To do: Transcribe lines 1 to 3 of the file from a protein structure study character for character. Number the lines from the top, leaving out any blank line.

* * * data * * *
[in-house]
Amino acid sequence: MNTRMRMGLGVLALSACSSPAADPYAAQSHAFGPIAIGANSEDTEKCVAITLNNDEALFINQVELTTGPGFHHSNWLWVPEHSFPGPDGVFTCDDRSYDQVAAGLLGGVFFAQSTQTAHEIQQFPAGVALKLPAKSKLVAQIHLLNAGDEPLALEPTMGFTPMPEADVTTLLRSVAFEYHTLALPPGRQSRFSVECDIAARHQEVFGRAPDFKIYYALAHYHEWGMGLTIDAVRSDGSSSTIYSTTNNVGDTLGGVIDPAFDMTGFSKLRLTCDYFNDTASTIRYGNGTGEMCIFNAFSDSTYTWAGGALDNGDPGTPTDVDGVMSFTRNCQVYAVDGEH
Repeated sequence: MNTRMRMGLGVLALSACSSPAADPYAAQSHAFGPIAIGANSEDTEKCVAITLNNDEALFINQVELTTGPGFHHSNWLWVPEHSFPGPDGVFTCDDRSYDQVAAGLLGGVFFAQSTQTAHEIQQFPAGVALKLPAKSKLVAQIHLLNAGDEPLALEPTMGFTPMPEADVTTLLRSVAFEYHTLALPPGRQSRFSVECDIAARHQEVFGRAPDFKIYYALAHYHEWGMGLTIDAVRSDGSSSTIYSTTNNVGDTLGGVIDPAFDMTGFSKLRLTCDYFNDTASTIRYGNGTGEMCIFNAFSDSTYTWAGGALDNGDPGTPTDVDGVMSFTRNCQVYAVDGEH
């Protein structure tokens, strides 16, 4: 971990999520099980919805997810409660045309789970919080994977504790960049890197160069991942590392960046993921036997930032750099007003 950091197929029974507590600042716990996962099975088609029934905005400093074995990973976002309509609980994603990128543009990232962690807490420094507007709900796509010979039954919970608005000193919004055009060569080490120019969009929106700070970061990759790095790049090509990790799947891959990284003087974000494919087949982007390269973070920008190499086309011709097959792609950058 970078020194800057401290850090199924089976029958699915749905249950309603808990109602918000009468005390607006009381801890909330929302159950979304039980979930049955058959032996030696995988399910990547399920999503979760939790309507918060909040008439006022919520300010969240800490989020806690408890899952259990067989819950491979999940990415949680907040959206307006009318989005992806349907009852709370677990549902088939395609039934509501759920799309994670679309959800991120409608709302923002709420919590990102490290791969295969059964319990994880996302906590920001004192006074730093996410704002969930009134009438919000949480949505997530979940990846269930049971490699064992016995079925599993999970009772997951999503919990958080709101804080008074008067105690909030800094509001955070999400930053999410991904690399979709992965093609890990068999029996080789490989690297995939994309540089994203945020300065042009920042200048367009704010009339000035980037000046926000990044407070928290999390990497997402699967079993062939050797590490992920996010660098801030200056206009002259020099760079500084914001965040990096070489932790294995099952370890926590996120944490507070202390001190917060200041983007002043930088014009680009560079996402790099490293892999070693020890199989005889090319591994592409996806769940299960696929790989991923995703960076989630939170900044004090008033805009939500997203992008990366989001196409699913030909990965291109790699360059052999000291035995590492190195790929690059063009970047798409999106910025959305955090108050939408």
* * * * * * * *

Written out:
[in-house]
Amino acid sequence: MNTRMRMGLGVLALSACSSPAADPYAAQSHAFGPIAIGANSEDTEKCVAITLNNDEALFINQVELTTGPGFHHSNWLWVPEHSFPGPDGVFTCDDRSYDQVAAGLLGGVFFAQSTQTAHEIQQFPAGVALKLPAKSKLVAQIHLLNAGDEPLALEPTMGFTPMPEADVTTLLRSVAFEYHTLALPPGRQSRFSVECDIAARHQEVFGRAPDFKIYYALAHYHEWGMGLTIDAVRSDGSSSTIYSTTNNVGDTLGGVIDPAFDMTGFSKLRLTCDYFNDTASTIRYGNGTGEMCIFNAFSDSTYTWAGGALDNGDPGTPTDVDGVMSFTRNCQVYAVDGEH
Repeated sequence: MNTRMRMGLGVLALSACSSPAADPYAAQSHAFGPIAIGANSEDTEKCVAITLNNDEALFINQVELTTGPGFHHSNWLWVPEHSFPGPDGVFTCDDRSYDQVAAGLLGGVFFAQSTQTAHEIQQFPAGVALKLPAKSKLVAQIHLLNAGDEPLALEPTMGFTPMPEADVTTLLRSVAFEYHTLALPPGRQSRFSVECDIAARHQEVFGRAPDFKIYYALAHYHEWGMGLTIDAVRSDGSSSTIYSTTNNVGDTLGGVIDPAFDMTGFSKLRLTCDYFNDTASTIRYGNGTGEMCIFNAFSDSTYTWAGGALDNGDPGTPTDVDGVMSFTRNCQVYAVDGEH